August 2005 // Volume 43 // Number 4 // Feature Articles // 4FEA1

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Organizational Evolution: Applying Genetic Principles to the Management of Extension Systems

Insight into organizational management can be gained by looking at natural systems. Ideas in Extension organizations are analogous to the genetic makeup of populations of organisms. Genetic makeup determines the chemistry, size and behavior of these populations. Similarly, ideas in organizations determine the future size, activities and effectiveness. This article first examines the principles of population genetics and how these principles drive genetic change. This concept is then extended to Extension to demonstrate how ideas appear to follow similar laws. Finally, this concept is used to derive suggestions for improving effectiveness of organizations.

John A. Winder
Assistant Director
Oregon State University Extension Service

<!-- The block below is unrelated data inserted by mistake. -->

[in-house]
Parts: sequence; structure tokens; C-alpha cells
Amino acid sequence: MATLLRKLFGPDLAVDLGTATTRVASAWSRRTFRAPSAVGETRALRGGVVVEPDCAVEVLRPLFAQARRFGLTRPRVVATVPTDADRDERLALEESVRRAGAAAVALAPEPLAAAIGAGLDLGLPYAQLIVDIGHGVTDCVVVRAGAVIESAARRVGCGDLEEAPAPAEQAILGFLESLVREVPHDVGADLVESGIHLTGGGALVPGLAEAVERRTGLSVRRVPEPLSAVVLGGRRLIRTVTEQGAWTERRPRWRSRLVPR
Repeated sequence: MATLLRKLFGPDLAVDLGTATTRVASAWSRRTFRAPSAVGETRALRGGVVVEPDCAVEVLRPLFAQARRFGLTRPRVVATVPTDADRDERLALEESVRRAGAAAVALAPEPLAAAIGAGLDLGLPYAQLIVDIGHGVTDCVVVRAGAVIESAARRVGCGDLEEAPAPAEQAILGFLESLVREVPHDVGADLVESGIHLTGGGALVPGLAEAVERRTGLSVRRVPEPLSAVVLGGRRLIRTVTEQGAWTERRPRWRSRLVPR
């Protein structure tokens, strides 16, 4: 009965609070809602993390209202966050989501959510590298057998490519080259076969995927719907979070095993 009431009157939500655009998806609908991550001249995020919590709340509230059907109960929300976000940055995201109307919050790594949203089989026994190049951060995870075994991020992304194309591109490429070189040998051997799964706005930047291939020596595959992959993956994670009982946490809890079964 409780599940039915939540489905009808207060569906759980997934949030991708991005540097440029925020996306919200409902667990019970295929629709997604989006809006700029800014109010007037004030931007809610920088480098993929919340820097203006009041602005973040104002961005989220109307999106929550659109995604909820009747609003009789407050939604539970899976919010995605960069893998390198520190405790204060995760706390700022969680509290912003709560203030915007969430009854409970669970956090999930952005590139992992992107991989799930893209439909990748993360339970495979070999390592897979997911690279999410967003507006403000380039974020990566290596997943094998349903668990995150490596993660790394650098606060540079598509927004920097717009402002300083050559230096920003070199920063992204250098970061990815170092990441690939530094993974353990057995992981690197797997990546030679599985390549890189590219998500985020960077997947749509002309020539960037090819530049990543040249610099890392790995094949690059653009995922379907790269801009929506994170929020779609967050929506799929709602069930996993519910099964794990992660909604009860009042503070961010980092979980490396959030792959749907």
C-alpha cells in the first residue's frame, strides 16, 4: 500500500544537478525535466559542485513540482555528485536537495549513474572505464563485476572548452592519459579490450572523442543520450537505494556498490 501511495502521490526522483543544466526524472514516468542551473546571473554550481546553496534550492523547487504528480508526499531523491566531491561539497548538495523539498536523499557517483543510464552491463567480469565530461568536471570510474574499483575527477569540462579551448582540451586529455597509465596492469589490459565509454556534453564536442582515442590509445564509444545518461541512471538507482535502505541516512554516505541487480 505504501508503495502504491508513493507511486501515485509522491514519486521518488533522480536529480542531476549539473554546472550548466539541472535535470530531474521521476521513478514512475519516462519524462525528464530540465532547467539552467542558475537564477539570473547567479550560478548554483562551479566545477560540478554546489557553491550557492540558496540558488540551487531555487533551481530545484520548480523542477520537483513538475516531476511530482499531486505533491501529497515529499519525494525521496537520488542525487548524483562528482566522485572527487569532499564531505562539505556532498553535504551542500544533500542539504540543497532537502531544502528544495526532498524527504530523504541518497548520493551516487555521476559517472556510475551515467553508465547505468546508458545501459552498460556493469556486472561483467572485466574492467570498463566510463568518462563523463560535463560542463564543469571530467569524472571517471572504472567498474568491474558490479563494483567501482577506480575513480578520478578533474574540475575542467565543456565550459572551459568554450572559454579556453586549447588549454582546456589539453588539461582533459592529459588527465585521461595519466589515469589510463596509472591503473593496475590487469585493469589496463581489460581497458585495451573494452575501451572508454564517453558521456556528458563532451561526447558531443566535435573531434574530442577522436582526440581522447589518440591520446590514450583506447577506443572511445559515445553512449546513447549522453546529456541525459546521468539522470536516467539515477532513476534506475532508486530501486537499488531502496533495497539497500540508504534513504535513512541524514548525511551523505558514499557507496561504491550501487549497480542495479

Corvallis, Oregon


Authors and researchers have begun to recognize that analogs to biological "laws" can be applied to improve effectiveness of organizations and industrial processes. Burns and Stalker (1961) may have been the first to characterize business models as organic or mechanistic. They hypothesized that hierarchical mechanistic systems are preferred when the business environment is very stable, while more fluid designs resembling natural systems (organic) were more effective during times of rapid change. Baskin (1998) described how businesses exist in "ecosystems" similar to biological organisms and how businesses evolve in response to changes in the "environment." Wheatley (1999) used models derived from observation of natural "systems" to describe organizational processes and expected outcomes. Ray (1991) demonstrated another novel application of biological principles to inorganic problems when he created a system that allowed machine code to evolve based on Darwinian and Mendelian principles. His evolved code was smaller and faster than original code, indicating that evolutionary processes may be applied to software development.